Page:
A view of London's financial district. /Getty
Further complicating matters is the issue of living standards. There are massive differences in house prices depending on where one looks. Residents of the southeast – notably of places like Cambridge – may pay so much for housing that their real disposable incomes are below those of others who earn less elsewhere.
Instead of targeting only per capita GDP, perhaps the government could focus on life expectancy. Some of Johnson's most vivid anecdotes highlight the shocking geographical differences in how long people typically live. But it is unclear how, precisely, this public policy would target this metric.
In any case, given that the same party that controlled the previous two governments – including the one that introduced the Northern Powerhouse plan – is still in power, allow me to share what I think the forthcoming white paper should spell out. First, the government needs to explain how it will measure progress and success. In my view, a better choice than per capita GDP would be regional productivity, because this both correlates strongly with per capita GDP and captures a range of other desirable social objectives.
I would also like to see the Johnson government link its goals to those of its predecessors and offer a foundation upon which future governments can build. In one of Johnson's earliest speeches as prime minister, he announced a plan to introduce a "Northern Powerhouse Growth Board." But this ambition has apparently vanished; in fact, the words "northern powerhouse" did not appear even once in his latest speech.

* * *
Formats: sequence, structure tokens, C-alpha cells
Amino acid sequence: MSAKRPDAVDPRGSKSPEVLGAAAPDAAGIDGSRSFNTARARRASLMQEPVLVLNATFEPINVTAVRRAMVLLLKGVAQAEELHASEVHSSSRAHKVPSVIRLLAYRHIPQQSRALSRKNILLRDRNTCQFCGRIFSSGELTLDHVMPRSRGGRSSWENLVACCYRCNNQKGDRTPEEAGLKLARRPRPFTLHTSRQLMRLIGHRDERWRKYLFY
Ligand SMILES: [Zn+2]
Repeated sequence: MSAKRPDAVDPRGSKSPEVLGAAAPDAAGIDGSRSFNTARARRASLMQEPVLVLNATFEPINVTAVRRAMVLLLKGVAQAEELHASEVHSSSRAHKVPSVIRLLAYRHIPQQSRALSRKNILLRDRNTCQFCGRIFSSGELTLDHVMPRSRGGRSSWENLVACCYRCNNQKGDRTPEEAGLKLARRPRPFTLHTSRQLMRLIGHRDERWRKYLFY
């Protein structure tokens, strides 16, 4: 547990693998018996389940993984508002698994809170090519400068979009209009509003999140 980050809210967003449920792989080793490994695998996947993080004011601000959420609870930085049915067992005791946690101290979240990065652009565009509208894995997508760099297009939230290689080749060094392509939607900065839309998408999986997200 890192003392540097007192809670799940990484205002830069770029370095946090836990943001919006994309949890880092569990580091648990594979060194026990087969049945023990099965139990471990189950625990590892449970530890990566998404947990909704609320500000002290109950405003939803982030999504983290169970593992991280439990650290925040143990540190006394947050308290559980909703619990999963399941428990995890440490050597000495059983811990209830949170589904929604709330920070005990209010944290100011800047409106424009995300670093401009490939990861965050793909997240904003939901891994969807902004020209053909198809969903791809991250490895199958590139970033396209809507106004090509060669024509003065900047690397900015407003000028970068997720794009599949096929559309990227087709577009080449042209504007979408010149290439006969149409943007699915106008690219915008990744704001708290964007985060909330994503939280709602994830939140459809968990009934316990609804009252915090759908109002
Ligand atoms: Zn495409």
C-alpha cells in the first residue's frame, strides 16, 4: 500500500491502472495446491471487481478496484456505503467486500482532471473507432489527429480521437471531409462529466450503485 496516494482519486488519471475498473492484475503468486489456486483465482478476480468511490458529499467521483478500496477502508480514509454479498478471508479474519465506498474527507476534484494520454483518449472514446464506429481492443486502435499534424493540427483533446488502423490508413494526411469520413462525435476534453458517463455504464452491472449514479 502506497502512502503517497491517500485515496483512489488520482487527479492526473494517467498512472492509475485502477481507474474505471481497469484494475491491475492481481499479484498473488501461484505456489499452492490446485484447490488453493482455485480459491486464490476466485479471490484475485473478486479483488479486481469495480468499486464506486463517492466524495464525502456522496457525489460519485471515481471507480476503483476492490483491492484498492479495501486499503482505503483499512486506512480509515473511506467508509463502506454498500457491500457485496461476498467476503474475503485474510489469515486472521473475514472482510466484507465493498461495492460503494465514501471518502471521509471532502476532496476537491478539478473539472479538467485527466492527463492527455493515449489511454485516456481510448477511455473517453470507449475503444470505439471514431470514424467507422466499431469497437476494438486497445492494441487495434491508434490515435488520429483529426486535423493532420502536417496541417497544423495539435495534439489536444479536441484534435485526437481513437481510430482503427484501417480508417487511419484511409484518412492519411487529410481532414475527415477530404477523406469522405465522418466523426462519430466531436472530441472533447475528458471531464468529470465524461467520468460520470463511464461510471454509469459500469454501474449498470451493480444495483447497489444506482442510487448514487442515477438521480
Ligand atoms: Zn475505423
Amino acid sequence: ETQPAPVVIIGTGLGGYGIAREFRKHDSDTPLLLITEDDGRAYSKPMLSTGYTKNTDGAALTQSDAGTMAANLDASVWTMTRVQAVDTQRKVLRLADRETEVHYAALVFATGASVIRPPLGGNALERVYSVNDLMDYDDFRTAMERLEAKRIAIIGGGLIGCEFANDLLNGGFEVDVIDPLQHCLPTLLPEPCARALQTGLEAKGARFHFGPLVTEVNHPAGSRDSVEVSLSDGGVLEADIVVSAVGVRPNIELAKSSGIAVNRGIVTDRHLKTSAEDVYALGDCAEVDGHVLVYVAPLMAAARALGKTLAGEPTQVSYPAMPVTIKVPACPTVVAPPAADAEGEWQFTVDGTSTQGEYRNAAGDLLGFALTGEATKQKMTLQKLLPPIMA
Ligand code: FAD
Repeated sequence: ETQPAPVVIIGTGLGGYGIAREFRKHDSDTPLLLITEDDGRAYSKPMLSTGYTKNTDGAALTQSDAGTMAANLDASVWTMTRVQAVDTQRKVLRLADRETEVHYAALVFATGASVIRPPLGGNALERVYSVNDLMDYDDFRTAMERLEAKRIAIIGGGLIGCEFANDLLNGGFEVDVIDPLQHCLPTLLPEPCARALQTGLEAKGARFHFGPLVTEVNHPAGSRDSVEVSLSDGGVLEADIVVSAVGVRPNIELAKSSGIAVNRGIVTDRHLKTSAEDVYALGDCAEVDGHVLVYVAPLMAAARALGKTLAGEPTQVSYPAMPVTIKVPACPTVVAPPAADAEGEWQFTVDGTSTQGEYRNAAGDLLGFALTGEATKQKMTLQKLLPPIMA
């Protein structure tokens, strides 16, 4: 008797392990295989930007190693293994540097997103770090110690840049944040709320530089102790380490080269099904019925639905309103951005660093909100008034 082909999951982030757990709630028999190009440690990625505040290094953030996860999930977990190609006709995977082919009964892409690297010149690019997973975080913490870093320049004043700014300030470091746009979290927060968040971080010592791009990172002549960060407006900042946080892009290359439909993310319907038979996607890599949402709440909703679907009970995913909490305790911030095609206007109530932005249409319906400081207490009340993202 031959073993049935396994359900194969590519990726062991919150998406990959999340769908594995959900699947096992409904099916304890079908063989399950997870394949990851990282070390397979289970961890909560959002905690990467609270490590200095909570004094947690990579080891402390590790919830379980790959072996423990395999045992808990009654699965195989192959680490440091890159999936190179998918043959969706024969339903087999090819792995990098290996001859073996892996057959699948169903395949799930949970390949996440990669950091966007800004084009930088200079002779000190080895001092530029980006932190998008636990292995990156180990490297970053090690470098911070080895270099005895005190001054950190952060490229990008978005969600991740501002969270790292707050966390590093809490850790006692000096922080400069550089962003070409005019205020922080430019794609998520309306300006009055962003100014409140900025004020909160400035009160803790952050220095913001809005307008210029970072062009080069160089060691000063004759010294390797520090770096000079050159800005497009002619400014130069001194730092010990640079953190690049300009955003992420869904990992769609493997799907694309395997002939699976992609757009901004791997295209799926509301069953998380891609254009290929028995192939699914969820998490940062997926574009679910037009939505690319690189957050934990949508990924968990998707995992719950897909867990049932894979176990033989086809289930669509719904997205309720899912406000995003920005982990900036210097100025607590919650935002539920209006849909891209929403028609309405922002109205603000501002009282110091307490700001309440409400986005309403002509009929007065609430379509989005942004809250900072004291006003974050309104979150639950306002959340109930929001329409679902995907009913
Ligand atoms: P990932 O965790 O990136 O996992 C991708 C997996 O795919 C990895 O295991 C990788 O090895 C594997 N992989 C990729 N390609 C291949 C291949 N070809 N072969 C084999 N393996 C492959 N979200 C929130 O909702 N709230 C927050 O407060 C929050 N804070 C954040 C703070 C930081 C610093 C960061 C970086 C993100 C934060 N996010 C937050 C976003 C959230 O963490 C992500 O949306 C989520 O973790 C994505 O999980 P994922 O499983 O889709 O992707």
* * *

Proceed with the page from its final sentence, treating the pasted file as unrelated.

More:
Similarly, while Johnson and his ministers have previously spoken with gusto about introducing Northern Powerhouse Rail, that project wasn't mentioned, either, even when the speech touched directly on infrastructure and trains. That omission would seem to confirm rumors that the government is abandoning the NPR project, just as it did the growth board.
Johnson also appears suddenly to be favoring small towns rather than big urban areas. This might be politically expedient, but it will not necessarily help to improve national performance. If leveling up the UK economy is the objective, the government will need to bring all regions' productivity up to the same level as London's. Here, it could consult the recommendations of the 2013-14 RSA City Growth Commission, which examined urban areas with at least 500,000 inhabitants.
A final crucial factor is education. Johnson listed many failures in this domain, and it is the area that most economists would put first in a strategy to achieve sustained productivity growth and socioeconomic fairness. But the government's ambitions seem to be limited to advocating academies (government-funded independent schools) and recruitment of better teachers. It is blatantly obvious to everyone who works in, or relies on, the education sector that much more is needed to help left-behind areas.
Let us hope that the coming white paper offers a proper policy framework, with targets for which the government can be held to account. To level up the UK economy, Johnson must first level up rhetoric and substance.